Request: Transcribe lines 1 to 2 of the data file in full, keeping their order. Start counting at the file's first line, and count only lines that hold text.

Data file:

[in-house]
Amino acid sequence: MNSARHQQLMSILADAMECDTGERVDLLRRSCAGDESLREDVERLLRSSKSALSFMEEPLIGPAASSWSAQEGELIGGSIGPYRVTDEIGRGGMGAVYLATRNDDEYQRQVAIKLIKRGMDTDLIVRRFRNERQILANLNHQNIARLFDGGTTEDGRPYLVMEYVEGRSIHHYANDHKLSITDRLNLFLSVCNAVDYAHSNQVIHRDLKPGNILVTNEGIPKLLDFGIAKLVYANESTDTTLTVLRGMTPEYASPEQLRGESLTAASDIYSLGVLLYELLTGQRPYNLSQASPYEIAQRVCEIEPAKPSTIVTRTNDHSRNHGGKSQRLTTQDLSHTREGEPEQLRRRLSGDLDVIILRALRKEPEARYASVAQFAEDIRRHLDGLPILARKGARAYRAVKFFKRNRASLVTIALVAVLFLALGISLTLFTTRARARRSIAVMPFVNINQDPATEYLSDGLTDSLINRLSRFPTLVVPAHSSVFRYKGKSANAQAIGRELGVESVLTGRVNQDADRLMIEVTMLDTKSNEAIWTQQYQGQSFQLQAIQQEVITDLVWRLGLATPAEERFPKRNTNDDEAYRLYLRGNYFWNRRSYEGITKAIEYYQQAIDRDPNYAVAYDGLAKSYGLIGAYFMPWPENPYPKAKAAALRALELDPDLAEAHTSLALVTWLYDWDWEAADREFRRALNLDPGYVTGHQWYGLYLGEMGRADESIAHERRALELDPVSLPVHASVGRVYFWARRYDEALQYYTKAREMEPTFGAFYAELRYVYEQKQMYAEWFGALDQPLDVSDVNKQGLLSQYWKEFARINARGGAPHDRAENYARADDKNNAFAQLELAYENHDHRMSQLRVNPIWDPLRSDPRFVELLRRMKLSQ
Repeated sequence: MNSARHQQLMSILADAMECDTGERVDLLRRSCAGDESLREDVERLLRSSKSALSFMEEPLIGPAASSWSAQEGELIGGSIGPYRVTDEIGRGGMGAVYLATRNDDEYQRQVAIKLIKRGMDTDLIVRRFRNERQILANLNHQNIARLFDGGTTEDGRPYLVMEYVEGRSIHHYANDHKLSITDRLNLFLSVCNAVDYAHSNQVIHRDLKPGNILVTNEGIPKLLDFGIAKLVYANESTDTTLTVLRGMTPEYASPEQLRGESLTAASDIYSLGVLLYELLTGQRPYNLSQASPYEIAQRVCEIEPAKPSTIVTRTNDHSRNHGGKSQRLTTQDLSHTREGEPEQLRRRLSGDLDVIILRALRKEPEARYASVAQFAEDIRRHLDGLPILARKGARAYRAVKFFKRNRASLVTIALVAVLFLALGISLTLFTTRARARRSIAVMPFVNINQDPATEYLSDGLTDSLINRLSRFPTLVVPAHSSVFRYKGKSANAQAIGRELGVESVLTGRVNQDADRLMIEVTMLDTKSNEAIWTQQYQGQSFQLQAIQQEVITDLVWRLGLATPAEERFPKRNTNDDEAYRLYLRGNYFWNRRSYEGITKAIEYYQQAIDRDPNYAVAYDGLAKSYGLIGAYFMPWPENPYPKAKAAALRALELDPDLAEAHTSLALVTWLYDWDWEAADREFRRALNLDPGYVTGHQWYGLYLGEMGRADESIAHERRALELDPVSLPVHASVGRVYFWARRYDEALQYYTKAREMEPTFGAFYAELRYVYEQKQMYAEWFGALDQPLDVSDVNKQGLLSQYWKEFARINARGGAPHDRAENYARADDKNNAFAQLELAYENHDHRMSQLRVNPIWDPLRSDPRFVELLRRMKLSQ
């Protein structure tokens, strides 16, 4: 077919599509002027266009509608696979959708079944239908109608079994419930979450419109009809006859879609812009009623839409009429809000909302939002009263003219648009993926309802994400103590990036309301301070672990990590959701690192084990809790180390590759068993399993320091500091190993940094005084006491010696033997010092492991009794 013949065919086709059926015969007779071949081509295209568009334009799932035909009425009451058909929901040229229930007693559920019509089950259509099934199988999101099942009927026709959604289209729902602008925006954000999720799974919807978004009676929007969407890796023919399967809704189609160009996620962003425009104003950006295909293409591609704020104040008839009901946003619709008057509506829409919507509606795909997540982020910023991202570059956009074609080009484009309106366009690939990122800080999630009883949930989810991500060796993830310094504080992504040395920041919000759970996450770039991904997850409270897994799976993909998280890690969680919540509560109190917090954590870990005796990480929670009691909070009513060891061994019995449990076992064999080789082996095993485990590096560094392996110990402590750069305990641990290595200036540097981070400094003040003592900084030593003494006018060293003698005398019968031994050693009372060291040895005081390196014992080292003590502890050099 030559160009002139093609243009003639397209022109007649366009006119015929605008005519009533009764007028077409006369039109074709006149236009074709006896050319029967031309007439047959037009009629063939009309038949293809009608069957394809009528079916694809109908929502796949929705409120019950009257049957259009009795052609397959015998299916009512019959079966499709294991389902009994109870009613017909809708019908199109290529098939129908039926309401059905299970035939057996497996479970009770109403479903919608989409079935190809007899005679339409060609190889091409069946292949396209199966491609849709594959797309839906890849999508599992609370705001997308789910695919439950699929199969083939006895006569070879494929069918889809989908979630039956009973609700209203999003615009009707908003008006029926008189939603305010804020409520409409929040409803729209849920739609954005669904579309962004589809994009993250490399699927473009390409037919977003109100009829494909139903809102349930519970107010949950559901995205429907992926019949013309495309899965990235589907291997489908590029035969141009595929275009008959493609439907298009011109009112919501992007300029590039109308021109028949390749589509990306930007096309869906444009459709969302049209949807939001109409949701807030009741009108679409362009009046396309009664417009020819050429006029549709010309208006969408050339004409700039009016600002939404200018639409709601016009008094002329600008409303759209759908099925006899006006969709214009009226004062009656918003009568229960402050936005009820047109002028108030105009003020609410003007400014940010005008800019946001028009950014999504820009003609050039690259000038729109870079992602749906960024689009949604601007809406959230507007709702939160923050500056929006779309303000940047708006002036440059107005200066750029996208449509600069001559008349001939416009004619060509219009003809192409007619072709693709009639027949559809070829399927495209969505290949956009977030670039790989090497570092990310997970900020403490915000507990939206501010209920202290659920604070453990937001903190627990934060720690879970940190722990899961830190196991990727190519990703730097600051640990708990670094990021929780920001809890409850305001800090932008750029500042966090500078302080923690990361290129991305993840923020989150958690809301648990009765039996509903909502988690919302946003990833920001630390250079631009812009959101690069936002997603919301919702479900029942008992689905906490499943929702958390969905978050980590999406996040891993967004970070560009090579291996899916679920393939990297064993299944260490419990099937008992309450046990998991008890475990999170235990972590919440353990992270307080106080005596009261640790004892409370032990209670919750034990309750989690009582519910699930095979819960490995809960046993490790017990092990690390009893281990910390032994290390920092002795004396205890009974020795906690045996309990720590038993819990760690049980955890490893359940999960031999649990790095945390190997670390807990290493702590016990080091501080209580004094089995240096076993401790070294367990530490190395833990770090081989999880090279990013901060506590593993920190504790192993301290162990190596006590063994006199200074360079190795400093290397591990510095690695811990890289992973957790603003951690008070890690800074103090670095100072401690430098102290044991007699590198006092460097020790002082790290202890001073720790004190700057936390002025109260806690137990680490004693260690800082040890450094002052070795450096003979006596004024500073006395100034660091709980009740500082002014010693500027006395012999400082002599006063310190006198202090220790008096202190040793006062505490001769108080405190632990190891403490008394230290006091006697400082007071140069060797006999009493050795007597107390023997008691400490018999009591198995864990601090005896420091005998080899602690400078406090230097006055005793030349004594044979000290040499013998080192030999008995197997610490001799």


[in-house]
Amino acid sequence: MNSARHQQLMSILADAMECDTGERVDLLRRSCAGDESLREDVERLLRSSKSALSFMEEPLIGPAASSWSAQEGELIGGSIGPYRVTDEIGRGGMGAVYLATRNDDEYQRQVAIKLIKRGMDTDLIVRRFRNERQILANLNHQNIARLFDGGTTEDGRPYLVMEYVEGRSIHHYANDHKLSITDRLNLFLSVCNAVDYAHSNQVIHRDLKPGNILVTNEGIPKLLDFGIAKLVYANESTDTTLTVLRGMTPEYASPEQLRGESLTAASDIYSLGVLLYELLTGQRPYNLSQASPYEIAQRVCEIEPAKPSTIVTRTNDHSRNHGGKSQRLTTQDLSHTREGEPEQLRRRLSGDLDVIILRALRKEPEARYASVAQFAEDIRRHLDGLPILARKGARAYRAVKFFKRNRASLVTIALVAVLFLALGISLTLFTTRARARRSIAVMPFVNINQDPATEYLSDGLTDSLINRLSRFPTLVVPAHSSVFRYKGKSANAQAIGRELGVESVLTGRVNQDADRLMIEVTMLDTKSNEAIWTQQYQGQSFQLQAIQQEVITDLVWRLGLATPAEERFPKRNTNDDEAYRLYLRGNYFWNRRSYEGITKAIEYYQQAIDRDPNYAVAYDGLAKSYGLIGAYFMPWPENPYPKAKAAALRALELDPDLAEAHTSLALVTWLYDWDWEAADREFRRALNLDPGYVTGHQWYGLYLGEMGRADESIAHERRALELDPVSLPVHASVGRVYFWARRYDEALQYYTKAREMEPTFGAFYAELRYVYEQKQMYAEWFGALDQPLDVSDVNKQGLLSQYWKEFARINARGGAPHDRAENYARADDKNNAFAQLELAYENHDHRMSQLRVNPIWDPLRSDPRFVELLRRMKLSQ